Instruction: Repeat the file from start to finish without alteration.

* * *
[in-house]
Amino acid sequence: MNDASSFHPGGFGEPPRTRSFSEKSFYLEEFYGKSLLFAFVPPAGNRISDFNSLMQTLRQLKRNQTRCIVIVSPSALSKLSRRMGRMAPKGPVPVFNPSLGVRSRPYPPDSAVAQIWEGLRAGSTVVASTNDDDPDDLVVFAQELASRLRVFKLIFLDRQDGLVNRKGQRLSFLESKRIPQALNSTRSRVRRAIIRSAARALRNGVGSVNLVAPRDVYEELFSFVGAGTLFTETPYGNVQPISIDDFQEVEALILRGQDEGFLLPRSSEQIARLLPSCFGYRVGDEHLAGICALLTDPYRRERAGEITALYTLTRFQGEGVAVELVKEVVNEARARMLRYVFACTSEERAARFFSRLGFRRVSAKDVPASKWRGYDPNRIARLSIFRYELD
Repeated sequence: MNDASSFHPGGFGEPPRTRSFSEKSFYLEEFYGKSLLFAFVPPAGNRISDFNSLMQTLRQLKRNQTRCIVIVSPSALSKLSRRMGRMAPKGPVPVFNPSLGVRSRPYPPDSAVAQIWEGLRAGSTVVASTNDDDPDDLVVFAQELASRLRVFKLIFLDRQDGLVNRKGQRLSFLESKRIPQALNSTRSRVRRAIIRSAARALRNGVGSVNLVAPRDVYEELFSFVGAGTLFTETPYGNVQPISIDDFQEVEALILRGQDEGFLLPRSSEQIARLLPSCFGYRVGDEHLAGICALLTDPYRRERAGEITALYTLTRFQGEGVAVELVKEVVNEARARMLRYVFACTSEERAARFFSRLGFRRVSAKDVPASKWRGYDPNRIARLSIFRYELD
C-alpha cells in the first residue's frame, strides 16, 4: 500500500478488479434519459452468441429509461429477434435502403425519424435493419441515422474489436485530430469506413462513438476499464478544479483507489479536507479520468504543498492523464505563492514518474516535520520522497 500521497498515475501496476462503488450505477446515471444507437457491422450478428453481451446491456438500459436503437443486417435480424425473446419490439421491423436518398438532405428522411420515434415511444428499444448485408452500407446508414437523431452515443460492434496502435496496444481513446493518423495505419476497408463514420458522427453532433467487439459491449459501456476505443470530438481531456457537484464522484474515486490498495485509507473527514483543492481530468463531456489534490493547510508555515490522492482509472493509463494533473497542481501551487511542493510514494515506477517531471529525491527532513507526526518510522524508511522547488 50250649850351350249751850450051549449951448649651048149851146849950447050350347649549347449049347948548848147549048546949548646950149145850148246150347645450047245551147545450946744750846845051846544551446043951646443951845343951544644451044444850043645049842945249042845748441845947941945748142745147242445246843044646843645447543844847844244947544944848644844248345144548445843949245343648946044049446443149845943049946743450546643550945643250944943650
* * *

[in-house]
Amino acid sequence: MNDASSFHPGGFGEPPRTRSFSEKSFYLEEFYGKSLLFAFVPPAGNRISDFNSLMQTLRQLKRNQTRCIVIVSPSALSKLSRRMGRMAPKGPVPVFNPSLGVRSRPYPPDSAVAQIWEGLRAGSTVVASTNDDDPDDLVVFAQELASRLRVFKLIFLDRQDGLVNRKGQRLSFLESKRIPQALNSTRSRVRRAIIRSAARALRNGVGSVNLVAPRDVYEELFSFVGAGTLFTETPYGNVQPISIDDFQEVEALILRGQDEGFLLPRSSEQIARLLPSCFGYRVGDEHLAGICALLTDPYRRERAGEITALYTLTRFQGEGVAVELVKEVVNEARARMLRYVFACTSEERAARFFSRLGFRRVSAKDVPASKWRGYDPNRIARLSIFRYELD
Repeated sequence: MNDASSFHPGGFGEPPRTRSFSEKSFYLEEFYGKSLLFAFVPPAGNRISDFNSLMQTLRQLKRNQTRCIVIVSPSALSKLSRRMGRMAPKGPVPVFNPSLGVRSRPYPPDSAVAQIWEGLRAGSTVVASTNDDDPDDLVVFAQELASRLRVFKLIFLDRQDGLVNRKGQRLSFLESKRIPQALNSTRSRVRRAIIRSAARALRNGVGSVNLVAPRDVYEELFSFVGAGTLFTETPYGNVQPISIDDFQEVEALILRGQDEGFLLPRSSEQIARLLPSCFGYRVGDEHLAGICALLTDPYRRERAGEITALYTLTRFQGEGVAVELVKEVVNEARARMLRYVFACTSEERAARFFSRLGFRRVSAKDVPASKWRGYDPNRIARLSIFRYELD
C-alpha cells in the first residue's frame, strides 16, 4: 500500500478488479434519459452468441429509461429477434435502403425519424435493419441515422474489436485530430469506413462513438476499464478544479483507489479536507479520468504543498492523464505563492514518474516535520520522497 500521497498515475501496476462503488450505477446515471444507437457491422450478428453481451446491456438500459436503437443486417435480424425473446419490439421491423436518398438532405428522411420515434415511444428499444448485408452500407446508414437523431452515443460492434496502435496496444481513446493518423495505419476497408463514420458522427453532433467487439459491449459501456476505443470530438481531456457537484464522484474515486490498495485509507473527514483543492481530468463531456489534490493547510508555515490522492482509472493509463494533473497542481501551487511542493510514494515506477517531471529525491527532513507526526518510522524508511522547488 50250649850351350249751850450051549449951448649651048149851146849950447050350347649549347449049347948548848147549048546949548646950149145850148246150347645450047245551147545450946744750846845051846544551446043951646443951845343951544644451044444850043645049842945249042845748441845947941945748142745147242445246843044646843645447543844847844244947544944848644844248345144548445843949245343648946044049446443149845943049946743450546643550945643250944943650